IndieBio is an accelerator program for new ideas in Synthetic Biology. The participants of the most recent edition (Summer 2016) have been hard at work in Ireland since May 3rd – and now you can take a peek at what’s going on.
The objective of IndieBio‘s program is to unlock the creative potential of students, researchers or even knowledgeable enthusiasts to create the next exciting companies in SynBio.
The European version is based in Cork (Ireland) and has Cathal Garvey as its scientific director – who did a great job of moderating the SynBio panel at Labiotech Refresh.
We already covered some Graduates from the two previous editions, including Afineur (NYC), with its cultured coffee, Revolution Bioengineering (Colorado, US) and its colour-changing flowers, and Pili (France), which is making ink with bacteria.
The call for the participants of the Summer 2016 edition was open until March, as you may remember. Now it’s time to see what the selected teams have to offer …
Moirai Biodesign is Spanish and is pioneering plug-and-play RNA devices. These could be the basis for improved non-invasive diagnostics for cancers, enabling more personalized therapies.
The green Irish pastures are particularly important for Anú Dairy, which wants to produce probiotics for the dairy industry that will increase the content of vitamin K2 in milk products.
All the way from Canada, Chinova Bioworks is developing a natural, safe and effective antimicrobial cocktail mixture. This mixture provides a targeted or broad spectrum antimicrobial effect, protecting the beverages from spoilage – and short shelf life is one of the major problems of the much sought-after natural beverages.
Uira BioenergEthic Pty is developing technology for a cost-effective and sustainable way to extract omega-3 oils from algae. So, Uira is targeting the nutraceuticals market for vegetarians and vegans.
MycroSynbiotiX is an Irish local and is developing novel oral vaccines for aquaculture. These vaccines can help to eliminate the unnecessary use of antibiotics, as well as control viral outbreaks – a major problem in aquaculture.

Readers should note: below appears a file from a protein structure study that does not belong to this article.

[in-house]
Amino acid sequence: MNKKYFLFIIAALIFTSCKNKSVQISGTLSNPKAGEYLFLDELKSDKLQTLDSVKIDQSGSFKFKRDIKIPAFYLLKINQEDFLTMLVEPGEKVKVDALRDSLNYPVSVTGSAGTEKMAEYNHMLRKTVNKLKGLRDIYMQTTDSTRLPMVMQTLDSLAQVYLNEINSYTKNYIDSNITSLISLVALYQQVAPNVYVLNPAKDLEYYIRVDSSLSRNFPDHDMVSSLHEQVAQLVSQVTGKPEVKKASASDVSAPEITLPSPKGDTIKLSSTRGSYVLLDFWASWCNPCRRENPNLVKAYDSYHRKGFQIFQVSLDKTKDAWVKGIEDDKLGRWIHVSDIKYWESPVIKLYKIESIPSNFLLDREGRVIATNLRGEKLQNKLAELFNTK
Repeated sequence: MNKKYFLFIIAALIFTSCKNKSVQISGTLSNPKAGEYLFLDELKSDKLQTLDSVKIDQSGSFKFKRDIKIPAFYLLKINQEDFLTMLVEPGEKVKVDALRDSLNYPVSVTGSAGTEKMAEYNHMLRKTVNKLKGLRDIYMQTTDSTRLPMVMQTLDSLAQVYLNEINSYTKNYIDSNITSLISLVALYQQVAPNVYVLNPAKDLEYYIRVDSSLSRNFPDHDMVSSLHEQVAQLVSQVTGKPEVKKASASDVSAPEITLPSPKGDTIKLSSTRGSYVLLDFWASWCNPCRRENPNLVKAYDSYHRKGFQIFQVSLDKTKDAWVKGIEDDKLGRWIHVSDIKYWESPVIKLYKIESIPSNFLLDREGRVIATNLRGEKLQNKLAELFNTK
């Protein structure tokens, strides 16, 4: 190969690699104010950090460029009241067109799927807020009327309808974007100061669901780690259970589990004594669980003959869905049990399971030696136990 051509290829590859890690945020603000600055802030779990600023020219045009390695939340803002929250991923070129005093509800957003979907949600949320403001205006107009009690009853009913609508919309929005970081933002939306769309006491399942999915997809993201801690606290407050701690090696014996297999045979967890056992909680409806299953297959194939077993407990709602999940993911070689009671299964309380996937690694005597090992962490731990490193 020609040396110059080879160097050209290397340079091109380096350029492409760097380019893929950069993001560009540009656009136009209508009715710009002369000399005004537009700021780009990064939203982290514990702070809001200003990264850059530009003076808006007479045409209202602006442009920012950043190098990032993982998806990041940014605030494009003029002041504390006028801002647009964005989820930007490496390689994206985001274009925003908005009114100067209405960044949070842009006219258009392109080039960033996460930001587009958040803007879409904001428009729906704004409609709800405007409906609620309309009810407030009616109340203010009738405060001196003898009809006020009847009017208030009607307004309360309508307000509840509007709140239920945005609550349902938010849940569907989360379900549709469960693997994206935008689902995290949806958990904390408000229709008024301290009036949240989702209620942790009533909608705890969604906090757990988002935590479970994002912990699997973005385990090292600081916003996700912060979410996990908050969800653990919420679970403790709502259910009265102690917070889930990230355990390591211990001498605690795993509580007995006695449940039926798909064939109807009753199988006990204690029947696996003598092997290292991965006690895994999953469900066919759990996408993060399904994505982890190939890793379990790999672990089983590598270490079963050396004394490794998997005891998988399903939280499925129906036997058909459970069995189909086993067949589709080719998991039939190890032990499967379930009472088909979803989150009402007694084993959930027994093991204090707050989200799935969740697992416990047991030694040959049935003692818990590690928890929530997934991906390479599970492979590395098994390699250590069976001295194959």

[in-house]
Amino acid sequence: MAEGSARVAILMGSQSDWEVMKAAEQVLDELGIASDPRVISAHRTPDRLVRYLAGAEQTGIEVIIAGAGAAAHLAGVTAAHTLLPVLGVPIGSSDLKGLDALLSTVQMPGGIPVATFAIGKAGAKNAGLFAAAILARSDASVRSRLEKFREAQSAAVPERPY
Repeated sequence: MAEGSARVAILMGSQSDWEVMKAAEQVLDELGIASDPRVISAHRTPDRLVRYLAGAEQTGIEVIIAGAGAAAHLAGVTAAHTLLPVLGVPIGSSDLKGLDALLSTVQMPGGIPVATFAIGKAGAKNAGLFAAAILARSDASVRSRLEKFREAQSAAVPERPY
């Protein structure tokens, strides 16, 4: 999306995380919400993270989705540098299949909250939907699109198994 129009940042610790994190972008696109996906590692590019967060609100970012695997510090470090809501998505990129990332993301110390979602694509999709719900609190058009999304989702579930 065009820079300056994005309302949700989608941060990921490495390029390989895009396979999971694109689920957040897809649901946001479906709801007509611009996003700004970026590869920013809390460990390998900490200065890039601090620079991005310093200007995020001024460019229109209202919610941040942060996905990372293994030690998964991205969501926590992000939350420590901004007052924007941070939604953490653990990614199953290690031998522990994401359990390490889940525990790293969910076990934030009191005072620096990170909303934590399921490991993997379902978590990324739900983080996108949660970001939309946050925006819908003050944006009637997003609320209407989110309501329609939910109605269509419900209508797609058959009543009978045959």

Also from Canada, Cell Reserves is working on a biomolecular shield for therapeutic molecules. The protective shield increases the longevity of therapies in the body, reducing the risks and costs of disease management.
Spira is developing a high-protein shake based on spirulina, an edible (or drinkable) microalgae. They don’t only bring their technology with them from the US, but also sensational pitches (‘Your food is dead. Since you are what you eat…’).
Hexafly is working on solving what they call a ‘looming crisis’ in the availability of fish feed for aquaculture. They are looking into new raw materials, such as insects.
Magenta Biolabs is looking into new sources of hyaluronic acid, a common ingredient in the cosmetic, healthcare and pharma industries. It develops processes to repurpose common waste into this valuable molecule.
Peer-to-Peer Probiotics is tapping into the global traditions of fermented food to end vitamin deficiencies in the most remote places, without the need for drastic dietary changes. To achieve this, the team is engineering microbes that can add vitamins and nutraceuticals to normal foods.
Crónicas is trying to resurrect lost varieties of much-loved fruits and vegetables and bring traditional foodstuffs into the modern agricultural era. The idea? Make more crops resistant to common and virulent infections.
Millis Bio is engineering proteins to make the next generation of food flavors – without the drawbacks of traditional or contemporary additives.
Helixworks Technologies is an Indian biotech specializing in novel DNA synthesis, to drive down the costs and increase the speed of synthetic DNA – with particular attention to automation.
This is a very diverse batch of companies, from laboratory applications to consumer products that could make it to a shelf near you. I look forward to seeing how they develop in the future…
Team images Credit: Brendan O’Leary/oleary.photo
Feature Image Credit: Pixabay